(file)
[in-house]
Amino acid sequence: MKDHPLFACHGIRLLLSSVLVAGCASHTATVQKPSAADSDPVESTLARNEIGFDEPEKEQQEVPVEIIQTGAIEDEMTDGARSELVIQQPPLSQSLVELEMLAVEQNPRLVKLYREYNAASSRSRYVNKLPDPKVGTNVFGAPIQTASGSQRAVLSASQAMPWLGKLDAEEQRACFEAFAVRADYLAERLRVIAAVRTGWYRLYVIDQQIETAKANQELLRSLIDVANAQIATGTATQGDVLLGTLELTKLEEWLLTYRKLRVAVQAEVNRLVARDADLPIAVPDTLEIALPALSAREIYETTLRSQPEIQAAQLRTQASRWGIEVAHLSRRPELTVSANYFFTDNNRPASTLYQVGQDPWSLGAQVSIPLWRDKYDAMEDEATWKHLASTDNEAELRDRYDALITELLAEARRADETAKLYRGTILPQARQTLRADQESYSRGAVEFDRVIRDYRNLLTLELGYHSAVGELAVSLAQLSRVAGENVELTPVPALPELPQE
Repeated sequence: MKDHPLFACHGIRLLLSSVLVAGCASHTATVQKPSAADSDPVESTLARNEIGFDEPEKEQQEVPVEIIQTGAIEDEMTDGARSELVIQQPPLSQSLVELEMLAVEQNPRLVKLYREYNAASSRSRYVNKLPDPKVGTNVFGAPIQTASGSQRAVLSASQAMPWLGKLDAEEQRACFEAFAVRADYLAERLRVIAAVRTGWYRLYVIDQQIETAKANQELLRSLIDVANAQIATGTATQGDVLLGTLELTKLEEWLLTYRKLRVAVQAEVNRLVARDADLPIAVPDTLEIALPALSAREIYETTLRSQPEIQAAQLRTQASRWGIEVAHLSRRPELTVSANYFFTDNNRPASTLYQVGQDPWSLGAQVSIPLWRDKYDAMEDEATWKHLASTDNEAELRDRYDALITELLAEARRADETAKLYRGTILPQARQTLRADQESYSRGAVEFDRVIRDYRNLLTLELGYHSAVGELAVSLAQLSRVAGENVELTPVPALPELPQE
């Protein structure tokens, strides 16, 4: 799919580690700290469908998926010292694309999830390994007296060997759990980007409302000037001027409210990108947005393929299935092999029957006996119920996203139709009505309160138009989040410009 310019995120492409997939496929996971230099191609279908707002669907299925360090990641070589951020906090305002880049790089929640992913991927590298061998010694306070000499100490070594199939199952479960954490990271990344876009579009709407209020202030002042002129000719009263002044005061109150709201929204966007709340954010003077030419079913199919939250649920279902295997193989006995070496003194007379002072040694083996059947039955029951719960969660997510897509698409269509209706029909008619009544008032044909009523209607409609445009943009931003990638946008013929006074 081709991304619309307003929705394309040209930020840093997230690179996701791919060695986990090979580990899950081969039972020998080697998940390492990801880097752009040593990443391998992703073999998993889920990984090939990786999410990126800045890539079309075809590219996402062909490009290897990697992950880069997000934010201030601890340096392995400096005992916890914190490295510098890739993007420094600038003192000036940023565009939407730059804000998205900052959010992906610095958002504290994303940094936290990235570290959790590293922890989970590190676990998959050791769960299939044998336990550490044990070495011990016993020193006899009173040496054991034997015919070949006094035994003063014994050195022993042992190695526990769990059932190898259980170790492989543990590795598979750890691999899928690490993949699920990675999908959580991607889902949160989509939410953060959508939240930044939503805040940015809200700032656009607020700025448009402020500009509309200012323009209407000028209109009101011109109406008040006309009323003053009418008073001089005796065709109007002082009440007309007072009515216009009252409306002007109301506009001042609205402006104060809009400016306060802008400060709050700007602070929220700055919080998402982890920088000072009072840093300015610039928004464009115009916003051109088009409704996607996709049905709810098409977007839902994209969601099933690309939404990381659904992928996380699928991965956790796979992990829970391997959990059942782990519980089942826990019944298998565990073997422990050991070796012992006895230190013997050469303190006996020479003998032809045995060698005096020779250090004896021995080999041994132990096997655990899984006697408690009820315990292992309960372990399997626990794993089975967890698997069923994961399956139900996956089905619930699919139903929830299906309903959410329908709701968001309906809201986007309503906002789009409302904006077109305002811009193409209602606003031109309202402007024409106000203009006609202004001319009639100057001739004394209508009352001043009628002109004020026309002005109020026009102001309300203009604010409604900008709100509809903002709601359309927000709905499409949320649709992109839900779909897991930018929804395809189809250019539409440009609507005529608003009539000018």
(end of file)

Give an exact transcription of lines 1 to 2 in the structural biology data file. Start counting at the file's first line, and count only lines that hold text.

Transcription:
[in-house]
Amino acid sequence: MKDHPLFACHGIRLLLSSVLVAGCASHTATVQKPSAADSDPVESTLARNEIGFDEPEKEQQEVPVEIIQTGAIEDEMTDGARSELVIQQPPLSQSLVELEMLAVEQNPRLVKLYREYNAASSRSRYVNKLPDPKVGTNVFGAPIQTASGSQRAVLSASQAMPWLGKLDAEEQRACFEAFAVRADYLAERLRVIAAVRTGWYRLYVIDQQIETAKANQELLRSLIDVANAQIATGTATQGDVLLGTLELTKLEEWLLTYRKLRVAVQAEVNRLVARDADLPIAVPDTLEIALPALSAREIYETTLRSQPEIQAAQLRTQASRWGIEVAHLSRRPELTVSANYFFTDNNRPASTLYQVGQDPWSLGAQVSIPLWRDKYDAMEDEATWKHLASTDNEAELRDRYDALITELLAEARRADETAKLYRGTILPQARQTLRADQESYSRGAVEFDRVIRDYRNLLTLELGYHSAVGELAVSLAQLSRVAGENVELTPVPALPELPQE